Wiley led LCSC in scoring both season he played here. He averaged 15 points a game and scored 20-or-more point in 16 games. His 930 career points ranks 12th on the program’s all-time scoring list and his 101 blocked shots ranks second. He also averaged 7.5 rebounds. He was a two-time all-Frontier Conference selection, including MVP his junior year when he was also a first team NAIA All American after being an honorable mention selection during his first season.
Rinta said the January event was great because it gave the basketball program an opportunity to honor Wiley, especially since he never had a Senior Night at LCSC.
“This was an important part of Jake’s life, his two years here,” Rinta said. “This is where he figured out that he has the potential. When he came in the doors here everybody had used the word potential but a couple of months into his first year here, it donned on him just how good he can be and I think that motived him. He is the hardest worker I’ve ever coached.”
Rinta said Wiley was at the weight room when it opened at 5:45 a.m. each day and following a rigorous workout, he would go to the gym and shoot for more than an hour.
“And the workout he would do in the weight room was not the workout you or I would do with the leg extension and the lat pulldown,” Rinta said. “He’s over there, for lack of a better term, killing himself on the racks. By the time I got to school, he would be dripping with sweat from his second workout (shooting).”
Wiley said he keeps in touch with his former LCSC teammates through a group text. He also had some show up at his NBA games in Denver, Portland and Phoenix.
“It’s just surreal,” Wiley said about his basketball career. “It all happened so fast. I never had a chance to step back and look at what’s going on. It was just always pedal to the medal; let’s push it to see how far we can go. And it paid off. You don’t get to look back and see what a jump that was from the NAIA to the NBA. You just go and go and go. Finally, one day you are in an NBA game and you start to ask ‘what’s going on?’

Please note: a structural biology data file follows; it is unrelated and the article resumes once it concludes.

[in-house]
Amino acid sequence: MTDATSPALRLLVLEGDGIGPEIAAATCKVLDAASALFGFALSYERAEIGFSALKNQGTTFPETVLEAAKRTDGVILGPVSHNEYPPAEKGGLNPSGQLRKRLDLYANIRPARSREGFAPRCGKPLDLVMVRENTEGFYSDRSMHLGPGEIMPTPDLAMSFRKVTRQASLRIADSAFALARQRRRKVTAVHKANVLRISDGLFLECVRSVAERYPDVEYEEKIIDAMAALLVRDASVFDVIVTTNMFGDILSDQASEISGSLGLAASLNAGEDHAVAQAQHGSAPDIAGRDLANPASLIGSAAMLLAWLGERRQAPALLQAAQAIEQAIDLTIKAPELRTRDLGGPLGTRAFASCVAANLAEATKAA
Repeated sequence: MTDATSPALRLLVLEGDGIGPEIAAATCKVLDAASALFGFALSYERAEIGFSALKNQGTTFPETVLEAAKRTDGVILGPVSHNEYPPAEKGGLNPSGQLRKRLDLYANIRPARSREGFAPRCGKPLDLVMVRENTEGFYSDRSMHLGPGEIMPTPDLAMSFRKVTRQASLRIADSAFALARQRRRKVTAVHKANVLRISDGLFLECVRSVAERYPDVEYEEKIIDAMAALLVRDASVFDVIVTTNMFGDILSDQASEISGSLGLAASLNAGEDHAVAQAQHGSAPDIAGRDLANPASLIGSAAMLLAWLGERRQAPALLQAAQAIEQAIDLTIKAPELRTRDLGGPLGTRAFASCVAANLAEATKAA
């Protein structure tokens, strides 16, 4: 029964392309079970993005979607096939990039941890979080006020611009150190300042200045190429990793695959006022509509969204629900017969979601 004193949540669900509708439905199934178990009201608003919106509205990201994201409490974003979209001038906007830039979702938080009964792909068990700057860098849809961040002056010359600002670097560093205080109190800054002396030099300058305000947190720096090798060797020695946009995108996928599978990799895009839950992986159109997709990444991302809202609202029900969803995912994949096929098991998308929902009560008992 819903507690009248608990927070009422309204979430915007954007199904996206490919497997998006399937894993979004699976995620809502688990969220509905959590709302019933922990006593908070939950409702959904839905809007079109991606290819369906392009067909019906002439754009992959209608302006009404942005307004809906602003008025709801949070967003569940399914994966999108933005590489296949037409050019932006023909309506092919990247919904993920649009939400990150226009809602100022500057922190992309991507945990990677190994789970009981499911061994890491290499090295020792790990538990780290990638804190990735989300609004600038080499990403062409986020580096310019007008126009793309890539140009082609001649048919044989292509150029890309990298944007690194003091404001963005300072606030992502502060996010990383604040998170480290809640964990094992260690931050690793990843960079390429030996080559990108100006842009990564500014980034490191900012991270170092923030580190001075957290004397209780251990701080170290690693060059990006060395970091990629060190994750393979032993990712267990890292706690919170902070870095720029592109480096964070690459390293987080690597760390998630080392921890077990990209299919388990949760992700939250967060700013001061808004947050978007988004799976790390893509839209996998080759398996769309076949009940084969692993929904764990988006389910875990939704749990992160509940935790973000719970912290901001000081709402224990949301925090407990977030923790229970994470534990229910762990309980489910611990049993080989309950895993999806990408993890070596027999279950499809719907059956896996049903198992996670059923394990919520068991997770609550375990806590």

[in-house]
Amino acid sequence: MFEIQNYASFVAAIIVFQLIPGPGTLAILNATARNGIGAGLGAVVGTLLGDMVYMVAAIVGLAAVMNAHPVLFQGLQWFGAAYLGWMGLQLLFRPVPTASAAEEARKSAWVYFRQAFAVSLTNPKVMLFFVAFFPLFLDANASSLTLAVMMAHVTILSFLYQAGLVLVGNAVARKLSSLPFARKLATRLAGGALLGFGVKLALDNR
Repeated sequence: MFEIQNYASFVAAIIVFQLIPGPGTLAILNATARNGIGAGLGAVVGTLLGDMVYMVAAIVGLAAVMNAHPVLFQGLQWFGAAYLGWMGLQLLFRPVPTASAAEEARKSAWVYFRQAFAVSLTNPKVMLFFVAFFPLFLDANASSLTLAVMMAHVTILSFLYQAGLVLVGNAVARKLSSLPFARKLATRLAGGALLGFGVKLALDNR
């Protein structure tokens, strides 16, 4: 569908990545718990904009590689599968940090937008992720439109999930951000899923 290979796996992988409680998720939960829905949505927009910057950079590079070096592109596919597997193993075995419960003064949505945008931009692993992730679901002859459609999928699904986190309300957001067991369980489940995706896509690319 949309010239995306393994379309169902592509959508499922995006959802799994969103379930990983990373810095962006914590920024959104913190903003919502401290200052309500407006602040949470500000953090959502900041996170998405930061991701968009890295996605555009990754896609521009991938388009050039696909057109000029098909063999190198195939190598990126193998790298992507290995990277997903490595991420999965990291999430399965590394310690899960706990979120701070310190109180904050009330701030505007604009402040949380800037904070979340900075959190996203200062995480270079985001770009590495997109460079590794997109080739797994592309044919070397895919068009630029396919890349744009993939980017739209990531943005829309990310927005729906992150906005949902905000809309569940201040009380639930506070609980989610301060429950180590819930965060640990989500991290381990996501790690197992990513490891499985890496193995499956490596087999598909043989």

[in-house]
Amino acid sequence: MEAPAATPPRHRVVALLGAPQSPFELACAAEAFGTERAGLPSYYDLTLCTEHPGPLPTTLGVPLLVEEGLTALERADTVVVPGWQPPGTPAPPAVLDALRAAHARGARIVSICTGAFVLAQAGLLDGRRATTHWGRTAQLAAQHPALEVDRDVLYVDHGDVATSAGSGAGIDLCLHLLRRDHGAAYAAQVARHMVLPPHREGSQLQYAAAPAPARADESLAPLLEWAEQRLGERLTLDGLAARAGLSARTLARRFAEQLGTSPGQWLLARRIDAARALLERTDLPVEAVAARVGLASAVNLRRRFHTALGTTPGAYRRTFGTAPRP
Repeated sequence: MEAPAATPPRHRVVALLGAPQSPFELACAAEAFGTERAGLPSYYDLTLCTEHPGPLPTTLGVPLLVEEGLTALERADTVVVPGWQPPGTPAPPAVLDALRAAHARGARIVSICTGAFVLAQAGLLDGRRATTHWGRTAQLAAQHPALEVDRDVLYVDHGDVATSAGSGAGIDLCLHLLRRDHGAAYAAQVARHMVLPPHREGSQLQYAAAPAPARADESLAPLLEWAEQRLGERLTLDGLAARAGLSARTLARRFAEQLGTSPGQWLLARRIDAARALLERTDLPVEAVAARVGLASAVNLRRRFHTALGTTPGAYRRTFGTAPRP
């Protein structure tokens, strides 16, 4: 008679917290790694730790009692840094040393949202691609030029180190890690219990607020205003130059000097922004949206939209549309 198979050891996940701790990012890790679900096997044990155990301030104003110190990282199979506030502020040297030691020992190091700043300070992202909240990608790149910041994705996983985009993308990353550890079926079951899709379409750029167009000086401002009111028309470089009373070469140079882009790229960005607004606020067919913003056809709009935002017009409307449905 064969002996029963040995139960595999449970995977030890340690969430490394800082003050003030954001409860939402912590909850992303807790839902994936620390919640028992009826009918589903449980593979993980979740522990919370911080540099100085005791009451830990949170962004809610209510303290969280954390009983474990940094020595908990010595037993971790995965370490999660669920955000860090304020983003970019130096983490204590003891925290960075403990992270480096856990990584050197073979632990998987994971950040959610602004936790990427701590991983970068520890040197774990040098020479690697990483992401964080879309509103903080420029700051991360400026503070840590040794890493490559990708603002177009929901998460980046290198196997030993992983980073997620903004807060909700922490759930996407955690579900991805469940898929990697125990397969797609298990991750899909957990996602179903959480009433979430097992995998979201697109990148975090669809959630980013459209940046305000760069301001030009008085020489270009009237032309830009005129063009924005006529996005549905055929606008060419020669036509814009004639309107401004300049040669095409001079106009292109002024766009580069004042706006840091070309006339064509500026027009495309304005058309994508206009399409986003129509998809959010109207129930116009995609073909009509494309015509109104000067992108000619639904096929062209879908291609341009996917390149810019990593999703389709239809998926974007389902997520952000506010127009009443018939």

“Obviously the NBA is a different animal from anything else in the world. You are playing against the best in the world. It’s easy to doubt yourself sometimes but in my experience, yeah, just having confidence in yourself and believing that you belong there is half the battle.”
The current downtime has allowed Wiley to spend more time with his wife and 2-year-old daughter. A second child is due this spring.
“Being a father just changed the trajectory of my life,” Wiley said. “It changed the way that I approached basketball. It’s what made me push harder to play professionally because I wanted to provide for my family. Once my daughter was born, it was then ‘OK I need to focus on this basketball thing. Let’s see how far we can go.’ So my daughter for me is just a huge inspiration. In every part of my life she inspires me.”
Rinta said he will always be thankful that he had the opportunity to coach and get to know Wiley.
“He is such a passionate person,” Rinta said. “I’m excited to see not just where his basketball career takes him, but where his professional life takes him when his basketball career is done.”
Update: Since this story, Jacob played with the Dallas Mavericks in the NBA Summer League in 2018.